Should you rent out your garden cottage?

Renting out a garden cottage within your property can be an enticing prospect for many homeowners. It offers the opportunity to earn extra income and utilize unused space. However, like any decision, there are both advantages and disadvantages to consider before taking the plunge into becoming a landlord on your own property.

“Renting out a garden cottage or separate section of your home is not just about earning extra income; it's about unlocking the hidden potential within your property. Especially now that interest rates as high as they are, the extra income can make it much easier to afford your home loan repayments,” says Adrian Goslett, Regional Director and CEO of RE/MAX of Southern Africa.

Before going through with this decision, Goslett advises homeowners to carefully consider the downsides before allowing a tenant to share the property with you. “While renting out a portion of your home can have many financial benefits, homeowners need to make sure they are also okay with the lifestyle changes this decision might bring about,” he cautions.

For example, sharing a property with a tenant might mean that there will be compromises on privacy. “Sharing the same garden space with a tenant inevitably means sacrificing some degree of privacy. Homeowners may find it challenging to maintain boundaries and personal space, especially if the tenant is overly intrusive or disruptive. If possible, adding fences and shrubbery can help to create greater separation,” says Goslett.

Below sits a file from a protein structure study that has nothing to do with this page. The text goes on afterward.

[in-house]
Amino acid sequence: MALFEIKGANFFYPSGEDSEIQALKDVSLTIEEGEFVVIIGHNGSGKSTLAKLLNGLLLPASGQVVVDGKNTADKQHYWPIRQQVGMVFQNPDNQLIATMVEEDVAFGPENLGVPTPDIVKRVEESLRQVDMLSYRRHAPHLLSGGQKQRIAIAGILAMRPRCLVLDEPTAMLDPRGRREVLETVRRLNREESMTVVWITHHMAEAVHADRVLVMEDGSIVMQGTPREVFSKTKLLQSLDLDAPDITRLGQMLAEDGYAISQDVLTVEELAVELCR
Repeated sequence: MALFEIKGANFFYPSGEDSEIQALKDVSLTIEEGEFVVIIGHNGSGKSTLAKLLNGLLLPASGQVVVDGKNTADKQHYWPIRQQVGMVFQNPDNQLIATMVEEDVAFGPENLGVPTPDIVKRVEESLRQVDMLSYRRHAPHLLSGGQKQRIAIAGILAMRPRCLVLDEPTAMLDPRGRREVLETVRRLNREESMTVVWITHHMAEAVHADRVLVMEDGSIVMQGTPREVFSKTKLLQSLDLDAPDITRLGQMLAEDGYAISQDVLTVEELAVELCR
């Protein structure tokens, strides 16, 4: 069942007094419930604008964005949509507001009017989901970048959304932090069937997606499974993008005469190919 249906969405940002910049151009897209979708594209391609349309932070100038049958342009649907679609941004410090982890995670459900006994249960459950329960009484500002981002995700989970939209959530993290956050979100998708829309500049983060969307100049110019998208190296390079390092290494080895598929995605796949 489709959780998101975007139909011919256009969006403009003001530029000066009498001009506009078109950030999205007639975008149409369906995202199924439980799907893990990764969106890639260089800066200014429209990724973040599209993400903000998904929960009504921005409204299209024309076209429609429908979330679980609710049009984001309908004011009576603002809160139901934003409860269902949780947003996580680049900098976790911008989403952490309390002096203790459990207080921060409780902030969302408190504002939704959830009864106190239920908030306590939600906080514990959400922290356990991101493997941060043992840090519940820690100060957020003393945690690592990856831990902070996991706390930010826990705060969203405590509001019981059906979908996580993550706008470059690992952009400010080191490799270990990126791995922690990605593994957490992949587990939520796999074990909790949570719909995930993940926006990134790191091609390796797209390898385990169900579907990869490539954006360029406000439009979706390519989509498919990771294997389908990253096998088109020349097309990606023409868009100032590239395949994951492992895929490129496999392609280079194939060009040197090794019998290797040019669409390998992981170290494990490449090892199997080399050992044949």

Dealing with problematic tenants can be another major headache for homeowners and can become even more awkward when the tenant lives on the same property as the landlord. “Issues such as late rent payments, property damage, or conflicts around late night parties and other disruptive behaviours can strain the relationship between the homeowner and tenant. That’s why it’s always beneficial to work through a rental agent who can act as the mediator between the landlord and the tenant,” he recommends.

On the upside, Goslett mentions that having someone else living on the same property can enhance security, especially if the homeowner frequently travels or leaves the property unoccupied for extended periods. A tenant's presence can deter burglars and provide peace of mind.

Short-term or long-term leasing, what is the best for you?

Each option has its unique attractions, challenges, and benefits, shaped by market demands, the investor’s lifestyle, investment goals, and risk tolerance - here are some of the pros and cons of both.

Long-Term Leasing

Attraction: The traditional appeal of long-term leasing lies in its predictability and simplicity. Investors are generally attracted to the steady, predictable income stream, reduced turnover costs, and lower operational demands.